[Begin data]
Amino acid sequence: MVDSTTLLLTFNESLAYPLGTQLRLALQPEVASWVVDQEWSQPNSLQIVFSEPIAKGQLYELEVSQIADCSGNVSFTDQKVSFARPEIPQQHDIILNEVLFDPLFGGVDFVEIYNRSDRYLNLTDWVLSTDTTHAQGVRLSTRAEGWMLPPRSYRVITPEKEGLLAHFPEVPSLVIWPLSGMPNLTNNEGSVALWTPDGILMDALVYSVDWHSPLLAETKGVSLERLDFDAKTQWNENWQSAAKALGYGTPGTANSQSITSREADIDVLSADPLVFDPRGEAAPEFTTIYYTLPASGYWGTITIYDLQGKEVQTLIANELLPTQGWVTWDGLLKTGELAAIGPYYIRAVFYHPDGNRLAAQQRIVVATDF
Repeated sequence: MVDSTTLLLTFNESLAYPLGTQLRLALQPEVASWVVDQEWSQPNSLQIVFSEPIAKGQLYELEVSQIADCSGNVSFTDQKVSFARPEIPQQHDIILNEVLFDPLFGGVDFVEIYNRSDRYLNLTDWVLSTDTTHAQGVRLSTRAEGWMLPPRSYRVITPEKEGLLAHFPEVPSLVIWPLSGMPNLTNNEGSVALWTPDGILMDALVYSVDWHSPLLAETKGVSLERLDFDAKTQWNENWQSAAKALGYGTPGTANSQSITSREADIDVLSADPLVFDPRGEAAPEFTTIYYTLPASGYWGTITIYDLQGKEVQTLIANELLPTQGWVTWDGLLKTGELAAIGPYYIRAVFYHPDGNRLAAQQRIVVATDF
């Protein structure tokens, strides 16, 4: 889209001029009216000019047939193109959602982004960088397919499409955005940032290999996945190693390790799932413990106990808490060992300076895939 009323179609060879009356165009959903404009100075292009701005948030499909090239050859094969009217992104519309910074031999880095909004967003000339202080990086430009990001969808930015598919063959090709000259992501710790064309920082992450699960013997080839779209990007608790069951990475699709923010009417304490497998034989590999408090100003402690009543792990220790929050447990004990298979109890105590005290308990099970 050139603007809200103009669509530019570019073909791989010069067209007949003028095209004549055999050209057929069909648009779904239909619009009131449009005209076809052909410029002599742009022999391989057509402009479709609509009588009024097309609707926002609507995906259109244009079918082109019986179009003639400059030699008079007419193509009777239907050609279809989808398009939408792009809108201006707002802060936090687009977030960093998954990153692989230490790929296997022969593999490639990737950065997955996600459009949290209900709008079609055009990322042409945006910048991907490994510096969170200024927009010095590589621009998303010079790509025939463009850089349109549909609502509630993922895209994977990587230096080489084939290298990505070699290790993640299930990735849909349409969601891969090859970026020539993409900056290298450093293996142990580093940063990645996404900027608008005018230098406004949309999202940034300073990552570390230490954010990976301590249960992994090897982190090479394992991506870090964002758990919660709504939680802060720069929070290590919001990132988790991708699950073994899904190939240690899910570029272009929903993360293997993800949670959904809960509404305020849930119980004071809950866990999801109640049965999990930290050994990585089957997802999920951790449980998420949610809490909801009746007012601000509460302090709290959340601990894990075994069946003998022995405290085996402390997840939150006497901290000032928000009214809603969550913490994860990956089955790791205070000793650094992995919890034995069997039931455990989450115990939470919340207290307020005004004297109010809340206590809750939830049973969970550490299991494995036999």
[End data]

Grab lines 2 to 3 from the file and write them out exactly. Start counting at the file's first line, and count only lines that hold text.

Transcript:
Repeated sequence: MVDSTTLLLTFNESLAYPLGTQLRLALQPEVASWVVDQEWSQPNSLQIVFSEPIAKGQLYELEVSQIADCSGNVSFTDQKVSFARPEIPQQHDIILNEVLFDPLFGGVDFVEIYNRSDRYLNLTDWVLSTDTTHAQGVRLSTRAEGWMLPPRSYRVITPEKEGLLAHFPEVPSLVIWPLSGMPNLTNNEGSVALWTPDGILMDALVYSVDWHSPLLAETKGVSLERLDFDAKTQWNENWQSAAKALGYGTPGTANSQSITSREADIDVLSADPLVFDPRGEAAPEFTTIYYTLPASGYWGTITIYDLQGKEVQTLIANELLPTQGWVTWDGLLKTGELAAIGPYYIRAVFYHPDGNRLAAQQRIVVATDF
């Protein structure tokens, strides 16, 4: 889209001029009216000019047939193109959602982004960088397919499409955005940032290999996945190693390790799932413990106990808490060992300076895939 009323179609060879009356165009959903404009100075292009701005948030499909090239050859094969009217992104519309910074031999880095909004967003000339202080990086430009990001969808930015598919063959090709000259992501710790064309920082992450699960013997080839779209990007608790069951990475699709923010009417304490497998034989590999408090100003402690009543792990220790929050447990004990298979109890105590005290308990099970 050139603007809200103009669509530019570019073909791989010069067209007949003028095209004549055999050209057929069909648009779904239909619009009131449009005209076809052909410029002599742009022999391989057509402009479709609509009588009024097309609707926002609507995906259109244009079918082109019986179009003639400059030699008079007419193509009777239907050609279809989808398009939408792009809108201006707002802060936090687009977030960093998954990153692989230490790929296997022969593999490639990737950065997955996600459009949290209900709008079609055009990322042409945006910048991907490994510096969170200024927009010095590589621009998303010079790509025939463009850089349109549909609502509630993922895209994977990587230096080489084939290298990505070699290790993640299930990735849909349409969601891969090859970026020539993409900056290298450093293996142990580093940063990645996404900027608008005018230098406004949309999202940034300073990552570390230490954010990976301590249960992994090897982190090479394992991506870090964002758990919660709504939680802060720069929070290590919001990132988790991708699950073994899904190939240690899910570029272009929903993360293997993800949670959904809960509404305020849930119980004071809950866990999801109640049965999990930290050994990585089957997802999920951790449980998420949610809490909801009746007012601000509460302090709290959340601990894990075994069946003998022995405290085996402390997840939150006497901290000032928000009214809603969550913490994860990956089955790791205070000793650094992995919890034995069997039931455990989450115990939470919340207290307020005004004297109010809340206590809750939830049973969970550490299991494995036999």